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Wonder Woman 1984 review round-up: Gal Gadot-starrer is an ‘escapist superhero sequel’

Starring Gal Gadot, Kristen Wiig, Pedro Pascal, Chris Pine among others, Wonder Woman 1984's initial reviews hint that it has not surpassed the expectations that were set by its predecessor.

By: Entertainment Desk | New Delhi | December 16, 2020 4:25:34 pm
wonder woman 1984 review round upThe initial reviews of Wonder Woman 1984 are out. (Photo: Warner Bros)

The early reviews of Warner Bros film Wonder Woman 1984 are out, and so far, it seems like the film has not surpassed the expectations that were set by its predecessor. Starring Gal Gadot, Kristen Wiig, Pedro Pascal and Chris Pine among others, this Patty Jenkins film has been long-awaited by fans from all over the world.

Here’s what the critics are saying about Wonder Woman 1984:

Vanity Fair’s Richard Lawson called the film “a little less wonderful” and wrote in his review, “In its best stretches—the first hour of the film, let’s say—WW84 sweetly revels in its old-school trappings, its hokey mystery, its goofy villain, its resourceful hero. The film is light on its feet, colourful and playful in a way not seen elsewhere in the DC Universe. It’s downright fun, with a rollicking opening set piece in a bright-hued shopping mall that sets the stage for cute antics to come—the film not only looks ’80s, but feels it, in all its decidedly uncool earnestness.”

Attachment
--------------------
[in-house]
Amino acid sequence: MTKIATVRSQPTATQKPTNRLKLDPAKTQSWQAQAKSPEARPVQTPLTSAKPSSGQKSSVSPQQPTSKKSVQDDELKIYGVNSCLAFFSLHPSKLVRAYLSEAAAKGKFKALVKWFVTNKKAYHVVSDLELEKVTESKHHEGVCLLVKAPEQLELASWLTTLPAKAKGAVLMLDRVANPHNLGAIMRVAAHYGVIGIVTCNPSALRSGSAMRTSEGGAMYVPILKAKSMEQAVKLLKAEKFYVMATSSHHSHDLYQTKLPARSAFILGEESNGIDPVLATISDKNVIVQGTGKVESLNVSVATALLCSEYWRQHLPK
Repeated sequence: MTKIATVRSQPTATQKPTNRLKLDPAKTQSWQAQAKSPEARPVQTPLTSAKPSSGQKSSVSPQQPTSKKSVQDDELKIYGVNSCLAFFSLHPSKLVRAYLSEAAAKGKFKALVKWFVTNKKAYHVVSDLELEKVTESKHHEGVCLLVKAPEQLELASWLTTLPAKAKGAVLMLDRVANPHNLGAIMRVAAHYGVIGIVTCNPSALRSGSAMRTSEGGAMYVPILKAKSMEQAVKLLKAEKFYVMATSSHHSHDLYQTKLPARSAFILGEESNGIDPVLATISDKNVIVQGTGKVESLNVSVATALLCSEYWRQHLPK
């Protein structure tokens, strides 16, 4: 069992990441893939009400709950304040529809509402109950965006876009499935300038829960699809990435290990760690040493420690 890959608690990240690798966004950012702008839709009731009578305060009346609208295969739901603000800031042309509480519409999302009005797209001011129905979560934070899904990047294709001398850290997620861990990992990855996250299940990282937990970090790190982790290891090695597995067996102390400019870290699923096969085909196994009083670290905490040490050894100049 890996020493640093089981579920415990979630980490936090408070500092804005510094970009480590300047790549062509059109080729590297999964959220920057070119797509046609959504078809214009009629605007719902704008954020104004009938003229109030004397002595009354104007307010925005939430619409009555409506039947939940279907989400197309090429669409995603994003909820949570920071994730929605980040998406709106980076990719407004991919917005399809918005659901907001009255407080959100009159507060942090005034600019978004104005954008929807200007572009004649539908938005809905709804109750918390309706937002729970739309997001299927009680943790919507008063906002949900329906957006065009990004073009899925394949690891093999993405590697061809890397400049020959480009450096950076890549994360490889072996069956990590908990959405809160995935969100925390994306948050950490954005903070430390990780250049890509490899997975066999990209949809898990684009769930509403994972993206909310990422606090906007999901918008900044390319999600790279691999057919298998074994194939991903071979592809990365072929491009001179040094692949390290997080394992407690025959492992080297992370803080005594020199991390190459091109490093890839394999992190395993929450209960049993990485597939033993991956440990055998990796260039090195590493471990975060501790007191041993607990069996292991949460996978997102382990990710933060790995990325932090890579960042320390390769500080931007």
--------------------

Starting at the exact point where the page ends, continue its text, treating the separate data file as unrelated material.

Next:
Vulture’s Angelica Jade Bastién opined, “The disappointing sequel highlights not only the dire state of the live-action superhero genre in film, but the dire state of Hollywood filmmaking as a whole.”

Collider’s Matt Goldberg noted, “The movie has some great ideas about our current moment and rooting them in the excess and avarice of the Reagan 80s, but the plotting is an absolute mess that frequently forgets Diana in favour of confusing villain machinations. All too often, Wonder Woman 1984 becomes a victim of the very excess and shortcuts it seeks to critique even as it tries to uphold truth and sacrifice as central values we must celebrate if we’re to survive.”

Peter Debruge of Variety called it an “escapist superhero sequel” and wrote, “As the wishes stack up and the world falls into chaos, Wonder Woman 1984 loses its way, and while the ending’s not bad enough to renounce the satisfaction of what came before, it’s enough to shift our focus back to our own real-world predicament. What we need right now this movie can’t provide, but just maybe, it will inspire someone who can.”

Vox’s Alex Abad-Santos mentioned in his review, “WW1984 is three movies rolled into one: It’s at once a romance about lost love; a tale about the jealousy in our friendships; and the story of a sad, broken man desperate to take over the world. And it’s only the first two of these that truly take us somewhere wonderful.”

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